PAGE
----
Suitable nitrogen-containing heterocyclic compounds for the purposes of this invention comprises primarily aromatic compounds related to pyridine, pyrimidine, and pyrazine, although aliphatic compounds related to piperidine and piperazine show similar but less marked effects. Particular strong effects are shown by those compounds in which at least one nitrogen incorporated in the six-membered heterocyclic ring is quaternarized by reaction with the alkali metal salt of 2-chloroethane sulfonate, propane sultone, butane sultone, isopentane sultone or similar compound to form the corresponding sulfobetaine derivative. It will be shown in subsequent examples that pyridinium propyl sulfobetaine, which is the reaction product of pyridine with 1,3 propane sultone, is effective for the purposes of this invention in far lower concentration than is pyridine itself.

Specifically, then, nitrogen-containing heterocyclic compounds which are suitable for the purposes of this invention include but are not necessarily limited to, pyridine, α, β, and γ-picolines, picolinic acid, nicotinic acid isonicotinic acid, nicotinamide, isonicotinamide, isoniazid, nicotinyl alcohol, nicotine, pyridine 3-sulfonic acid, 3-pyridineacetic acid, 2,2' dipyridyl, 4,4' dipyridyl, quinoline, pyrimidine, pyrazine, pyrazine carboxylic acid, and pyrazinamide; also piperidine, nipecotic acid, isonipecotic acid, and piperazine; and particularly including the reaction products of these compounds with 2-chloroethane sulfonate, propane sultone, butane sultone, and isopentane sultone. It will be apparent to those skilled in the art that other derivatives of these and similar compounds may prove suitable to a greater or lesser degree for the purposes of this invention.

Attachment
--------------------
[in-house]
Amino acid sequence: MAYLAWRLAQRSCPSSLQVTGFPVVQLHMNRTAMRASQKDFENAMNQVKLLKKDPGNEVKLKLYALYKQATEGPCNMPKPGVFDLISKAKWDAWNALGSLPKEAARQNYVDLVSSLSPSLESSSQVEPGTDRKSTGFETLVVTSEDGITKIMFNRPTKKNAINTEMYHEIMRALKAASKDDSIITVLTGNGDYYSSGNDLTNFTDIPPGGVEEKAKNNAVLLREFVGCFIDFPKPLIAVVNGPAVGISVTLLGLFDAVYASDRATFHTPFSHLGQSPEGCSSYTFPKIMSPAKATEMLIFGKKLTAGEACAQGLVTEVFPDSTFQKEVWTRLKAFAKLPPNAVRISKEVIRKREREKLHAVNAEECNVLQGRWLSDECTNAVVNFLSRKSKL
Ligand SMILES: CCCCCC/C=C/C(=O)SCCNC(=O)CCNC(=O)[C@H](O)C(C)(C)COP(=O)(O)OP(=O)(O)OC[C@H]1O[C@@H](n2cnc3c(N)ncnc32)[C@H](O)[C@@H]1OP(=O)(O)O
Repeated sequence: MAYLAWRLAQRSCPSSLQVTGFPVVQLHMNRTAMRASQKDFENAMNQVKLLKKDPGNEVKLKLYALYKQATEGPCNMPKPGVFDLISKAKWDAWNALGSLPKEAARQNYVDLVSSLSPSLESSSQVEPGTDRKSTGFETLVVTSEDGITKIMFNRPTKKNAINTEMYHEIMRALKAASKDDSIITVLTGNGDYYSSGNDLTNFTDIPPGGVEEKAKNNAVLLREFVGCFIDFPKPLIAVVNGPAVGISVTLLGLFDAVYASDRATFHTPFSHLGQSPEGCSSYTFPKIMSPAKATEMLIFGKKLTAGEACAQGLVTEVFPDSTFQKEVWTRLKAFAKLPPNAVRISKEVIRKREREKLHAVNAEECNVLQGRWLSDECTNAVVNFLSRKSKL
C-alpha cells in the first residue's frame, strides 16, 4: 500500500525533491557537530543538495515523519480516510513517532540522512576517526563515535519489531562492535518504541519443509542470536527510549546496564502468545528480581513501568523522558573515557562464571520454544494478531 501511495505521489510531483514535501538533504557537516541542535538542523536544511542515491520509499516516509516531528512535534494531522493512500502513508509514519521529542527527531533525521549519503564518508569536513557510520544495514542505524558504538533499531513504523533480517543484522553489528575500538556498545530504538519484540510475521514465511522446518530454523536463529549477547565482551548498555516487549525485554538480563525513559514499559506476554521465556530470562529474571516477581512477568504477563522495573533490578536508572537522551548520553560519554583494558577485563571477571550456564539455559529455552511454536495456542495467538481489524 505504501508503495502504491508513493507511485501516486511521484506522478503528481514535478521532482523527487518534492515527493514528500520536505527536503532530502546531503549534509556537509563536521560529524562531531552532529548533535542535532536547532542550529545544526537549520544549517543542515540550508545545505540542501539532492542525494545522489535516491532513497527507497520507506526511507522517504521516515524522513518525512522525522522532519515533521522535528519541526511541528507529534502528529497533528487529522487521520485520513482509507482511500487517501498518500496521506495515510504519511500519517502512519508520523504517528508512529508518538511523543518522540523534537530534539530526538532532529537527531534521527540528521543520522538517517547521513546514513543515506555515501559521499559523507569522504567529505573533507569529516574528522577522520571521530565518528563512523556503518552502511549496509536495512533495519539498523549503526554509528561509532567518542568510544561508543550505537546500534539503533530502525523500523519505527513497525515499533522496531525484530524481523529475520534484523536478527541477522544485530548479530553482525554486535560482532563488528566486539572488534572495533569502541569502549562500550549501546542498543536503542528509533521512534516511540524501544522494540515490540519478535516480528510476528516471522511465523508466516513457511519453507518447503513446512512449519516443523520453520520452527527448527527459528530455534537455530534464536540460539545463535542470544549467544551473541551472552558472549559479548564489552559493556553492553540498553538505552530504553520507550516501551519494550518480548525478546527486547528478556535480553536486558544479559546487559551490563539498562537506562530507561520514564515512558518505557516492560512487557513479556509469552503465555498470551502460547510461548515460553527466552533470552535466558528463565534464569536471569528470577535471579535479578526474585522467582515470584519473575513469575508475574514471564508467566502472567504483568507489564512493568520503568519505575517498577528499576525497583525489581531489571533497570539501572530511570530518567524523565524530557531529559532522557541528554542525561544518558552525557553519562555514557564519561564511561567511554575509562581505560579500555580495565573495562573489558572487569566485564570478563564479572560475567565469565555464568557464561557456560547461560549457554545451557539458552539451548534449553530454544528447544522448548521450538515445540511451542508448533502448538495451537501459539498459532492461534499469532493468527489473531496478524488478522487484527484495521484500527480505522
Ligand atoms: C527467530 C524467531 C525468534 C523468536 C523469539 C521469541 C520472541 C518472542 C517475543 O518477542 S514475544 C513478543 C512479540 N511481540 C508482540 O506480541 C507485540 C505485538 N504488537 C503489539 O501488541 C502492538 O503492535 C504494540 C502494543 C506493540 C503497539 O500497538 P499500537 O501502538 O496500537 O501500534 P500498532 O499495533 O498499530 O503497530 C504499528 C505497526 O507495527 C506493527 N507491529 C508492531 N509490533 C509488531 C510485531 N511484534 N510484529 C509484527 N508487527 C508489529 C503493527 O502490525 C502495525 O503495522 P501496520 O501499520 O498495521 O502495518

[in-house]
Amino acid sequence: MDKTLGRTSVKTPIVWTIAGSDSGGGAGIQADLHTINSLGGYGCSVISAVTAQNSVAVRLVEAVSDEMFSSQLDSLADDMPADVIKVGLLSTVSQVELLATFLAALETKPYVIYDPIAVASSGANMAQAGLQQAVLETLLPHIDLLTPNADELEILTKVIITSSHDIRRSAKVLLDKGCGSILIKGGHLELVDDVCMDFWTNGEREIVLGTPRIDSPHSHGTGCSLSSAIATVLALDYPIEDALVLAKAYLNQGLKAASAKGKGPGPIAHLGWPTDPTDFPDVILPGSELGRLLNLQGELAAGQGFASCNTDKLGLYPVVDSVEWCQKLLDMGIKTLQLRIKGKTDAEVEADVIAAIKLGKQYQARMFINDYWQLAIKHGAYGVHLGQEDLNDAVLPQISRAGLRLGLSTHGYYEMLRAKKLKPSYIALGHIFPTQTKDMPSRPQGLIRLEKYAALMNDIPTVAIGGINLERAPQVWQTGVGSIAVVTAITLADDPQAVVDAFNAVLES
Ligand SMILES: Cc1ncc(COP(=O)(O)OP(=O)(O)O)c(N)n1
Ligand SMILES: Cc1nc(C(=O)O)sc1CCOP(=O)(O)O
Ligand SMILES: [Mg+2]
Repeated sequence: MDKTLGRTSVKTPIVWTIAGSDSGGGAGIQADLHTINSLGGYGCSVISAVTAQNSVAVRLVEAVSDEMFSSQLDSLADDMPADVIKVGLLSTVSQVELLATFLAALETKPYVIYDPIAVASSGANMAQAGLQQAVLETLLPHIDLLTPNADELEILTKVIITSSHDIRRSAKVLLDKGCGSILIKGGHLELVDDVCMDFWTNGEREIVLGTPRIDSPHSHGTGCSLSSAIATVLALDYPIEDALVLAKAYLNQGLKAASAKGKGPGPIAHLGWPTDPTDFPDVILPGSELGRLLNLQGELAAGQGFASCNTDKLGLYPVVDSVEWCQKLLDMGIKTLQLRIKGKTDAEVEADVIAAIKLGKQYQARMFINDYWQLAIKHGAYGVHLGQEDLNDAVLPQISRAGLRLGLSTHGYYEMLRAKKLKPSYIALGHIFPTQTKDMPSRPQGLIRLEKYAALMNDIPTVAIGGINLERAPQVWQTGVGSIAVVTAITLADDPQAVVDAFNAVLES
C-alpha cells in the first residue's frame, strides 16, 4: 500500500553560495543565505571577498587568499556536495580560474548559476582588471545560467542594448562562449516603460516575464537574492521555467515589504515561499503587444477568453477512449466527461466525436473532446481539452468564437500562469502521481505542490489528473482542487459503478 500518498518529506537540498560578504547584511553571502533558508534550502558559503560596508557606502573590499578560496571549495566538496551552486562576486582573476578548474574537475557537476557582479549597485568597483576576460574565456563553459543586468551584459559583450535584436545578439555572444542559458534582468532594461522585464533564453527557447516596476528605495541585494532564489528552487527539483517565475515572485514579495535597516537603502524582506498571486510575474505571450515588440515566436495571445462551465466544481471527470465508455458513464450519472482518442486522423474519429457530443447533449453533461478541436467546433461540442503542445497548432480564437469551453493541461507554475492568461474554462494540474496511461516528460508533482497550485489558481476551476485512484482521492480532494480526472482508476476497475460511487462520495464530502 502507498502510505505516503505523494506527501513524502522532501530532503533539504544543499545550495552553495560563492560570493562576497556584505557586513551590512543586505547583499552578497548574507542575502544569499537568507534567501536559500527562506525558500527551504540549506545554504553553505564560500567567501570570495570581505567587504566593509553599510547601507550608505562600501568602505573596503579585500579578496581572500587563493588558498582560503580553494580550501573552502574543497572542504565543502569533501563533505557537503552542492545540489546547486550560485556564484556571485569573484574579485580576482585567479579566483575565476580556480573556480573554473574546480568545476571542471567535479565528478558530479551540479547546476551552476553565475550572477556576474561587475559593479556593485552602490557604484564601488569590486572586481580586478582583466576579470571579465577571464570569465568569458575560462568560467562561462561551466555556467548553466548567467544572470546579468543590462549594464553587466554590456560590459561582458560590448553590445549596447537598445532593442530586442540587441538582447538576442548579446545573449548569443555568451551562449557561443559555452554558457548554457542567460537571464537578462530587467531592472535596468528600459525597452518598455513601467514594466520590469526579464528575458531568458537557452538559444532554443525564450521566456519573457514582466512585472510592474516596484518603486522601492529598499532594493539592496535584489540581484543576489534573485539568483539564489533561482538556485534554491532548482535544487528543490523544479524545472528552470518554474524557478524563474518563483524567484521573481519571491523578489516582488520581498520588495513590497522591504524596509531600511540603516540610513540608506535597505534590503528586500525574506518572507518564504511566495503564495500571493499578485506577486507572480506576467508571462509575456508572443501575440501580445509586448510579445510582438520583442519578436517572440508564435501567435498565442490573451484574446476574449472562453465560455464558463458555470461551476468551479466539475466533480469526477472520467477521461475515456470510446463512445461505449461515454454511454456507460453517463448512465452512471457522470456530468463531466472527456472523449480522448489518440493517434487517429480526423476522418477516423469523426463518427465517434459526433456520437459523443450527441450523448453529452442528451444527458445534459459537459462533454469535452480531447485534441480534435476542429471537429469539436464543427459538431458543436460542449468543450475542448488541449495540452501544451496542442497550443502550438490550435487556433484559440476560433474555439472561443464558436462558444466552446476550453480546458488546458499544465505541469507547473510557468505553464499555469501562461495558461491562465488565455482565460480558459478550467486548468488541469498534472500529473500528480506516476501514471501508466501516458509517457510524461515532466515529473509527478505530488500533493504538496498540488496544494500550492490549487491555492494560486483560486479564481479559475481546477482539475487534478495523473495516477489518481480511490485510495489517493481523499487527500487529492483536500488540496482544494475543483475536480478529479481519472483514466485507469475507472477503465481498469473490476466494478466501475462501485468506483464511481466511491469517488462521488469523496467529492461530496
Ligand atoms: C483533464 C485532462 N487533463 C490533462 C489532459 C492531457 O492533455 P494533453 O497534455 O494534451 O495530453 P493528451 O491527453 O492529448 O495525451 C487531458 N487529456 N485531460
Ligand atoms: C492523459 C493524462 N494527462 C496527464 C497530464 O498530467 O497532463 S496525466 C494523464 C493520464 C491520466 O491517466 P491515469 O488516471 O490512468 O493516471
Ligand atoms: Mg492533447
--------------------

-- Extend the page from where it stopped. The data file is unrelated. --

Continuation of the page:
For the purposes of this invention an excess of organic polyamine complexing agent, as described in Claims 6, 7, and 8 of U.S. Pat. No. 4,278,514, is not required or employed.

In order to illustrate the present invention, some examples are given below:

EXAMPLE I

Sufficient water was employed to form one liter of a palladium electroplating solution containing the following:

8 grams palladium in the form of palladium bis (ethylenediamine sulfate)

120 grams monopotassium phosphate

15 grams succinimide

0.36 grams pyridine.

The solution pH was adjusted to 5.8 by adding potassium hydroxide. A test panel was plated in this solution in a Hull cell for two minutes at one ampere at 60° C. A deposit of palladium was obtained which was mirror-bright, haze-free and microcrack-free at current densities from near zero to about 40 mA/cm2. Analysis of the deposit by X-ray diffraction indicated (111) preferred orientation.

EXAMPLE II

An electroplating solution was formed as in Example I except that in place of pyridine 0.25 gram of nicotinamide was employed. A test panel was plated in the solution in a Hull cell for two minutes at one ampere at 60° C. A deposit of palladium was obtained which was mirror-bright, haze-free and microcrack-free at current densities from near zero to about 40 mA/cm2. Analysis of the deposit by X-ray diffraction indicated (111) preferred orientation.

EXAMPLE III